Lewetzow v. Sapiro

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[Civ. No. 19089. First Dist., Div. One. Feb. 7, 1961.]

CECILIA LEWETZOW, Respondent, v. WARREN M. SAPIRO, Appellant.


Allan L. Sapiro for Appellant.

Malcolm N. McCarthy and Richard G. Logan for Respondent. [188 Cal. App. 2d 843]



Appellant, the defendant in an automobile collision action, urges on appeal: (1) the court's "failure to find on all material issues" constituted reversible error; (2) the court's findings "are contrary to the positive declarations and admissions" of respondent; (3) respondent "failed to overcome the prima facie evidence of how the accident happened"; (4) respondent showed "no causal relationship" between the accident and her injuries; and (5) the trial court erred in not granting appellant's motion for a new trial on the ground of surprise. We have concluded that appellant's allegations cannot be sustained: the trial court rendered findings, supported by the evidence, on all material issues; respondent sustained her burden of proof as to the circumstances of the accident and her ensuing injuries; the court properly denied appellant's motion for a new trial.

On the date of the accident, January 31, 1958, at about 4 p.m., respondent, a female taxicab driver, drove two children, aged 8 and 11, from the Navy Base at San Bruno, California, to their homes in Pacifica. She proceeded west on Sneath Lane toward Skyline Boulevard. On approaching the intersection, which joined Skyline Boulevard at an angle, she stopped at the arterial stop sign. She testified that the stop sign was about 15 feet back from the highway. While she was fully stopped, appellant's car struck her cab from the rear. The impact first threw her back and then forward, so that she hit the steering wheel. The children were not injured, and the only damage to her cab consisted of a dented bumper.

On cross-examination respondent reasserted her testimony that she had stopped at the stop sign, about 15 feet back from the highway, and denied moving her cab again before the collision. One of the two children passengers testified that respondent had stopped the cab at the stop sign to wait for a car to pass on Skyline when the accident occurred. The other child stated that the cab had stopped at the time of the collision.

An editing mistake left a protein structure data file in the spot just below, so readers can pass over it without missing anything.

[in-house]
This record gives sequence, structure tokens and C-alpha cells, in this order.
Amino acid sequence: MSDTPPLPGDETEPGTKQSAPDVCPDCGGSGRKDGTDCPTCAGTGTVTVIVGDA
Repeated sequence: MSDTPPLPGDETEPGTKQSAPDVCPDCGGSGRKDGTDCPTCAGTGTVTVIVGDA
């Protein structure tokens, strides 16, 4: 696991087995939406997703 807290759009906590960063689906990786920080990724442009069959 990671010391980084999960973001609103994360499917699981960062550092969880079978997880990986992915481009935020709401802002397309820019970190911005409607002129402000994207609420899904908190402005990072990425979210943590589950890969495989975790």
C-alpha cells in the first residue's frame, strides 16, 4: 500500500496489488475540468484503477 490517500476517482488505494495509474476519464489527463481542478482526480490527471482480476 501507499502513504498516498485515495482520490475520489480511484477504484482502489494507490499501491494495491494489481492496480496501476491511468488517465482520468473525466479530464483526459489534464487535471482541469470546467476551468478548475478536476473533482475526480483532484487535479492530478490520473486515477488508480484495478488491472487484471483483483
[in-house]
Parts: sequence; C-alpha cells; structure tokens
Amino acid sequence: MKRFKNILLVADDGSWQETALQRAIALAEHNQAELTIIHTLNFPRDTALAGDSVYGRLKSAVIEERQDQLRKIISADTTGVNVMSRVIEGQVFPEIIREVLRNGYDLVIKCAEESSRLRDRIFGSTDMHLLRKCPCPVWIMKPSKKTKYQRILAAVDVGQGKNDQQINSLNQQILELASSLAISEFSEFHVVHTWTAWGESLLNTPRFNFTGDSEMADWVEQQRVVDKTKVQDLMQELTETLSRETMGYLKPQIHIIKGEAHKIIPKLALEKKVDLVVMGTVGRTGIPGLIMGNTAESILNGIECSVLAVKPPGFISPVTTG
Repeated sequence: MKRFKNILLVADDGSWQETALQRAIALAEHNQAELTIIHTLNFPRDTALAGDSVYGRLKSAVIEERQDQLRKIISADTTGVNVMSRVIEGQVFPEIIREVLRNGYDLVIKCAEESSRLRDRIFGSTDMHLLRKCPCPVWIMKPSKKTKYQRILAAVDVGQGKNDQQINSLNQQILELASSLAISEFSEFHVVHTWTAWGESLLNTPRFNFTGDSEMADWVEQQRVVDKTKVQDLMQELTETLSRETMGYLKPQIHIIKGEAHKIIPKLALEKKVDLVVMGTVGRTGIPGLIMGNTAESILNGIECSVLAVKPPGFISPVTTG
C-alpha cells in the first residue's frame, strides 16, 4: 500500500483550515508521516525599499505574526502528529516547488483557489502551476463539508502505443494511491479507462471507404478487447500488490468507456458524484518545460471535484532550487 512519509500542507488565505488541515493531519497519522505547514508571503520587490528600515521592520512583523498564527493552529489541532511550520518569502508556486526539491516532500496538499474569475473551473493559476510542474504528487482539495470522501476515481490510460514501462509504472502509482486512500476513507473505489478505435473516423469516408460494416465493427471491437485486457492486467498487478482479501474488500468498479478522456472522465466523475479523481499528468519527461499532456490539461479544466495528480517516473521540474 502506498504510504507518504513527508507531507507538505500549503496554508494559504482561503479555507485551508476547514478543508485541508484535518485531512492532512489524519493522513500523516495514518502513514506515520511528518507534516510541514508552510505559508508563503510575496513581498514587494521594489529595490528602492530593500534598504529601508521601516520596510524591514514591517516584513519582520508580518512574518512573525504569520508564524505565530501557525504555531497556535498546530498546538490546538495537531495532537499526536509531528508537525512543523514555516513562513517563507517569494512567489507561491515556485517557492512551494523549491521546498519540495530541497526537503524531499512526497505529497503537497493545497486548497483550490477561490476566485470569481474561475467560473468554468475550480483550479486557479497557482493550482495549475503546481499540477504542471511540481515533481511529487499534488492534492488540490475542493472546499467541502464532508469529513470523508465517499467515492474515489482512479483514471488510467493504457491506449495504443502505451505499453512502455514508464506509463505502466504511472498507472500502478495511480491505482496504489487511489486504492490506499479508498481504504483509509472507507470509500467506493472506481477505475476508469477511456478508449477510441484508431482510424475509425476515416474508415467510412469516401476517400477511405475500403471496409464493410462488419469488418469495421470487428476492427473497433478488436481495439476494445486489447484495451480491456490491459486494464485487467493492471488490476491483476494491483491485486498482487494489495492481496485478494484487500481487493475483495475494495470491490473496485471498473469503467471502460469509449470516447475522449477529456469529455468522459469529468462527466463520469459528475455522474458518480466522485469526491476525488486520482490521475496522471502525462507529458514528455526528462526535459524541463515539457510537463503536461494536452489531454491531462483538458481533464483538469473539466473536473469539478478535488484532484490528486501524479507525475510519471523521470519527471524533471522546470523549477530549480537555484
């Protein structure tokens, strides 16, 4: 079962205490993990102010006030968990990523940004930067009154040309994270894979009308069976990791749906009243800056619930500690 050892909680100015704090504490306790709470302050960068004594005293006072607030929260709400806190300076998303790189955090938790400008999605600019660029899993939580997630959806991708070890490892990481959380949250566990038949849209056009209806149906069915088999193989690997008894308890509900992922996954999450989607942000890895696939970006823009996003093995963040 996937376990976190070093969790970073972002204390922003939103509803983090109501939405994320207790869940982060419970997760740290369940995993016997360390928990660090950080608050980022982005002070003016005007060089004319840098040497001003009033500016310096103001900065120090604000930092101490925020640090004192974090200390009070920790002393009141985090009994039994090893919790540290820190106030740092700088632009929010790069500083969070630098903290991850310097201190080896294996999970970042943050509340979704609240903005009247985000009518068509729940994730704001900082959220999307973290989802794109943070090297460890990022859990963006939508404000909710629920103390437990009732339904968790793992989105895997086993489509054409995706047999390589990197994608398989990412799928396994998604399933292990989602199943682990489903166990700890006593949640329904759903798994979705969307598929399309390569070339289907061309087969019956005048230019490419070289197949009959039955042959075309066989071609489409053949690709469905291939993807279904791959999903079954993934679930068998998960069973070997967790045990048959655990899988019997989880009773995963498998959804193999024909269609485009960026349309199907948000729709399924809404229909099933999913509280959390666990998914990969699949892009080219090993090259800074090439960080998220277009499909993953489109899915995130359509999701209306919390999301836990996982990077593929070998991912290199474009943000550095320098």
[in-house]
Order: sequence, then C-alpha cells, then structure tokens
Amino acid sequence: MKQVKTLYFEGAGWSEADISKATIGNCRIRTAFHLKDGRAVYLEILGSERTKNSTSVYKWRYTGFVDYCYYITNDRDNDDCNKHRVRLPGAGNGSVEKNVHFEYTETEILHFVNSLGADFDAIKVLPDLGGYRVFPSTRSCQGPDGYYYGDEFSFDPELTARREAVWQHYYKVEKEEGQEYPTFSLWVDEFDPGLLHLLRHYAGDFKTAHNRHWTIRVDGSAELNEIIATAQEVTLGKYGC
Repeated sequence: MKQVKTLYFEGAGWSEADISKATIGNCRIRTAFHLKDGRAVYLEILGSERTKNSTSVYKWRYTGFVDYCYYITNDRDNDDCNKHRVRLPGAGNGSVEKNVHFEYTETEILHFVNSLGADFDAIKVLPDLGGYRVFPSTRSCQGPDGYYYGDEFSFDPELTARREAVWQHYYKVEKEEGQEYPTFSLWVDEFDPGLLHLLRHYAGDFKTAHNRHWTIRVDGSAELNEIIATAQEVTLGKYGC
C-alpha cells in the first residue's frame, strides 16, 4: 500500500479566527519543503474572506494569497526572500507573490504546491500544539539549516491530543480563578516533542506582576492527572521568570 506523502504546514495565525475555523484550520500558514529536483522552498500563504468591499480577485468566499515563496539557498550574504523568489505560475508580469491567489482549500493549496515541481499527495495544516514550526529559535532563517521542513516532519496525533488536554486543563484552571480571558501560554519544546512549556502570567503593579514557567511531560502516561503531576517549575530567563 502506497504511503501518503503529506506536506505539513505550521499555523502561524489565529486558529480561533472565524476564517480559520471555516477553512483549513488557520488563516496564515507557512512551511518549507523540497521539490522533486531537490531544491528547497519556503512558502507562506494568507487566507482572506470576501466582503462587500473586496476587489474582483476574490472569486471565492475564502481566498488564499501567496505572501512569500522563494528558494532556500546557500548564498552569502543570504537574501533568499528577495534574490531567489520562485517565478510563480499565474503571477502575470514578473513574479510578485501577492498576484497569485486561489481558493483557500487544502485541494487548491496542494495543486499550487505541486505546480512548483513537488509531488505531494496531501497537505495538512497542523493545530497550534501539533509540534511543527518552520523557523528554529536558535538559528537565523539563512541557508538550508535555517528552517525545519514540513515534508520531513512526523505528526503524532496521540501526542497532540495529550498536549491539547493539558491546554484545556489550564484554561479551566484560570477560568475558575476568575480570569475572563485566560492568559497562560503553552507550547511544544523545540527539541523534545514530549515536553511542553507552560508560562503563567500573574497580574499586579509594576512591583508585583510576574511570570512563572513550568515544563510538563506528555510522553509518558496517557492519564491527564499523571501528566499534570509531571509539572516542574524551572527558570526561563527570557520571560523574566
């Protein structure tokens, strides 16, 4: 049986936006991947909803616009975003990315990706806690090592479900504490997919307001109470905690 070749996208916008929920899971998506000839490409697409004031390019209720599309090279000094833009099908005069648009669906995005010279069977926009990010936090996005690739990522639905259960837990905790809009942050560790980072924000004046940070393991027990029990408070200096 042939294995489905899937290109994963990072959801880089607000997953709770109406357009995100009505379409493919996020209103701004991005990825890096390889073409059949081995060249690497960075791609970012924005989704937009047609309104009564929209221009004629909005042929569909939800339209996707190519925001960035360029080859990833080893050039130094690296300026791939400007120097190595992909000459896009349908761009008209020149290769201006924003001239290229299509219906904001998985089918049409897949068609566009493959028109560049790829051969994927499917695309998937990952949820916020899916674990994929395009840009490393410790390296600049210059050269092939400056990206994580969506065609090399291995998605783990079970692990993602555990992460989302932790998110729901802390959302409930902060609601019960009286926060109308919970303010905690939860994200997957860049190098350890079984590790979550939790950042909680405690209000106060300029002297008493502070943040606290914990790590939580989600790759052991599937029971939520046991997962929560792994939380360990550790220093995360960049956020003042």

We encounter a different version of the accident from other sources. On the day following the accident respondent spoke by telephone to an officer of the San Bruno Police Department and her account, according to the officer, described two separate stops by respondent. The officer testified: "Mrs. Lewetzow stated that she was traveling west on Sneath Lane and upon reaching the arterial stop sign located at that intersection, she made the required stop. ... She then stated that after making the required stop, she proceeded to travel onto [188 Cal. App. 2d 844] Skyline in the direction of Skyline Boulevard in order to travel north on same. She stated that she had reached a point approximately 30 feet east of the traveled portion of Skyline Boulevard and was forced to stop for the second time due to the traffic traveling on Skyline. Stated when she made the second stop Mr. Sapiro failed to do so." The officer also testified that the arterial stop sign was located a little better than 83 feet east of the traveled portion of Skyline.

Appellant likewise testified that respondent made two stops: "The plaintiff stopped at the arterial on Sneath Lane. ... I rolled up to the stop sign and I stopped and looked to the left, and the plaintiff was going very slowly. Started up and the plaintiff stopped without giving any signal, suddenly, and I bumped the plaintiff." The depositions of the two passengers in appellant's car, who could not testify at the trial because of sickness, corroborated appellant's account. They both declared that the cab stopped, proceeded, and then stopped again, at which time the collision occurred.

[1a] Appellant's first contention, that the trial court failed to render findings on material issues and that the 1959 amendments to sections 632 and 634 of the Code of Civil Procedure especially sustain this position in that he requested certain specific findings, collapses, as we shall show, on the proposition that the issues to which appellant alludes are not material issues.

The trial court found, among other matters, that (1) appellant's automobile struck the rear of respondent's taxicab while it was "stopped at an arterial stopsign on Sneath Lane near Skyline Blvd."; (2) appellant was negligent in said connection; (3) this negligence was the sole and proximate cause of personal injuries to respondent; (4) respondent was free from contributory negligence; (5) respondent incurred special damages in the sum of approximately $5,500 as a result of the said accident; and (6) respondent suffered general damages in the sum of $10,000.

The trial court refused appellant's request to find as to the truth of the following: (1) that the arterial on Sneath Lane was set back approximately 83 feet from Skyline Boulevard; (2) that the place where the collision occurred was approximately 30 feet east of Skyline Boulevard; (3) that respondent did not give or use any signal to indicate she was stopping or was stopped; (4) that respondent's taxicab was in a stopped position on Sneath Lane to allow traffic on Skyline Boulevard to go past. [188 Cal. App. 2d 845]